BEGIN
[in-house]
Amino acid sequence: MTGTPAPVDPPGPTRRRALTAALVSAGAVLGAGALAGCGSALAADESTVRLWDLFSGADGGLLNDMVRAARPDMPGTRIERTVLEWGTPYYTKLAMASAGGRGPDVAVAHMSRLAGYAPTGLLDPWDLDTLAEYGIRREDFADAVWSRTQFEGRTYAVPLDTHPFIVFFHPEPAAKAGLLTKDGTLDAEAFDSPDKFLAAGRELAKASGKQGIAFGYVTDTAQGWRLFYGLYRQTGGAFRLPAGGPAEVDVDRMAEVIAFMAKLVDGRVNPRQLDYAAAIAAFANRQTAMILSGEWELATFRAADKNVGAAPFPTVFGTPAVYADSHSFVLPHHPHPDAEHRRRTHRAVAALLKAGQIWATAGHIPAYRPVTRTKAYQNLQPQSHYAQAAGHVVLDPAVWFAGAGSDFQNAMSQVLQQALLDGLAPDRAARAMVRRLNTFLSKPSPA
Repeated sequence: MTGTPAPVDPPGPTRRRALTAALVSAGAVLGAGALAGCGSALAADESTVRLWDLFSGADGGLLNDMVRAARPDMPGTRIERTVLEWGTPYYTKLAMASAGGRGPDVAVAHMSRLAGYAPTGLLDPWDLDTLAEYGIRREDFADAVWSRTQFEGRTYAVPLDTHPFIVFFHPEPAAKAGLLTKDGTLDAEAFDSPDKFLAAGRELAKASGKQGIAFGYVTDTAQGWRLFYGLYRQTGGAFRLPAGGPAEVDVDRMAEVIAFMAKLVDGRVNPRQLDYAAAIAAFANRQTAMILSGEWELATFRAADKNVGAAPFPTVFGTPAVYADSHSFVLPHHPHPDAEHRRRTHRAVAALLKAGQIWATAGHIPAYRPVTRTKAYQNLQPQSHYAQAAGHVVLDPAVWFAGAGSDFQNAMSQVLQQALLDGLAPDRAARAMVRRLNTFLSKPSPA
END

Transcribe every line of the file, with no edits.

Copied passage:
[in-house]
Amino acid sequence: MTGTPAPVDPPGPTRRRALTAALVSAGAVLGAGALAGCGSALAADESTVRLWDLFSGADGGLLNDMVRAARPDMPGTRIERTVLEWGTPYYTKLAMASAGGRGPDVAVAHMSRLAGYAPTGLLDPWDLDTLAEYGIRREDFADAVWSRTQFEGRTYAVPLDTHPFIVFFHPEPAAKAGLLTKDGTLDAEAFDSPDKFLAAGRELAKASGKQGIAFGYVTDTAQGWRLFYGLYRQTGGAFRLPAGGPAEVDVDRMAEVIAFMAKLVDGRVNPRQLDYAAAIAAFANRQTAMILSGEWELATFRAADKNVGAAPFPTVFGTPAVYADSHSFVLPHHPHPDAEHRRRTHRAVAALLKAGQIWATAGHIPAYRPVTRTKAYQNLQPQSHYAQAAGHVVLDPAVWFAGAGSDFQNAMSQVLQQALLDGLAPDRAARAMVRRLNTFLSKPSPA
Repeated sequence: MTGTPAPVDPPGPTRRRALTAALVSAGAVLGAGALAGCGSALAADESTVRLWDLFSGADGGLLNDMVRAARPDMPGTRIERTVLEWGTPYYTKLAMASAGGRGPDVAVAHMSRLAGYAPTGLLDPWDLDTLAEYGIRREDFADAVWSRTQFEGRTYAVPLDTHPFIVFFHPEPAAKAGLLTKDGTLDAEAFDSPDKFLAAGRELAKASGKQGIAFGYVTDTAQGWRLFYGLYRQTGGAFRLPAGGPAEVDVDRMAEVIAFMAKLVDGRVNPRQLDYAAAIAAFANRQTAMILSGEWELATFRAADKNVGAAPFPTVFGTPAVYADSHSFVLPHHPHPDAEHRRRTHRAVAALLKAGQIWATAGHIPAYRPVTRTKAYQNLQPQSHYAQAAGHVVLDPAVWFAGAGSDFQNAMSQVLQQALLDGLAPDRAARAMVRRLNTFLSKPSPA